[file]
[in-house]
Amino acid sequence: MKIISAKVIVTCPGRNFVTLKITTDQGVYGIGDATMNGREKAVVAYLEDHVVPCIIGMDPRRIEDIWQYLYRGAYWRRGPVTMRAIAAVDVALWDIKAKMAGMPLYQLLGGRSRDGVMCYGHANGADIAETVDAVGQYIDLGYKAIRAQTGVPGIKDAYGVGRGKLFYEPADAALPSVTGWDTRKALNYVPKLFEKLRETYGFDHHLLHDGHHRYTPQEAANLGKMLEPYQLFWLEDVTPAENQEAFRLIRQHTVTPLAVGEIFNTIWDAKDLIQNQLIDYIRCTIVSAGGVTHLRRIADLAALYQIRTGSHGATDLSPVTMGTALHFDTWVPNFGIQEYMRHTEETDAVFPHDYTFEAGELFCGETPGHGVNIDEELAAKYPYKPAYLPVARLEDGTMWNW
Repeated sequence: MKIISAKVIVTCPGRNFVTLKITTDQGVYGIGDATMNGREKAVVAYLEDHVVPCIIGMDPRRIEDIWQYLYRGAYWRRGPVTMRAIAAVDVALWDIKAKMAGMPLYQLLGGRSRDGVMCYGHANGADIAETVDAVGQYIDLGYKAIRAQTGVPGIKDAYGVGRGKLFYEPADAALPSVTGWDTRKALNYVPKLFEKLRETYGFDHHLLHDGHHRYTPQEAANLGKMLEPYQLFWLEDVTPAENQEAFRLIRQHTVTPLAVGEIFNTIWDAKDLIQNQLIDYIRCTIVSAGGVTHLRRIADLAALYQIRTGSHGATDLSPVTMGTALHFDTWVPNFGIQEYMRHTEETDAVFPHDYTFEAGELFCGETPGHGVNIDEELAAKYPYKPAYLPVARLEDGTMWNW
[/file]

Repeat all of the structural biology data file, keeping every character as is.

[in-house]
Amino acid sequence: MKIISAKVIVTCPGRNFVTLKITTDQGVYGIGDATMNGREKAVVAYLEDHVVPCIIGMDPRRIEDIWQYLYRGAYWRRGPVTMRAIAAVDVALWDIKAKMAGMPLYQLLGGRSRDGVMCYGHANGADIAETVDAVGQYIDLGYKAIRAQTGVPGIKDAYGVGRGKLFYEPADAALPSVTGWDTRKALNYVPKLFEKLRETYGFDHHLLHDGHHRYTPQEAANLGKMLEPYQLFWLEDVTPAENQEAFRLIRQHTVTPLAVGEIFNTIWDAKDLIQNQLIDYIRCTIVSAGGVTHLRRIADLAALYQIRTGSHGATDLSPVTMGTALHFDTWVPNFGIQEYMRHTEETDAVFPHDYTFEAGELFCGETPGHGVNIDEELAAKYPYKPAYLPVARLEDGTMWNW
Repeated sequence: MKIISAKVIVTCPGRNFVTLKITTDQGVYGIGDATMNGREKAVVAYLEDHVVPCIIGMDPRRIEDIWQYLYRGAYWRRGPVTMRAIAAVDVALWDIKAKMAGMPLYQLLGGRSRDGVMCYGHANGADIAETVDAVGQYIDLGYKAIRAQTGVPGIKDAYGVGRGKLFYEPADAALPSVTGWDTRKALNYVPKLFEKLRETYGFDHHLLHDGHHRYTPQEAANLGKMLEPYQLFWLEDVTPAENQEAFRLIRQHTVTPLAVGEIFNTIWDAKDLIQNQLIDYIRCTIVSAGGVTHLRRIADLAALYQIRTGSHGATDLSPVTMGTALHFDTWVPNFGIQEYMRHTEETDAVFPHDYTFEAGELFCGETPGHGVNIDEELAAKYPYKPAYLPVARLEDGTMWNW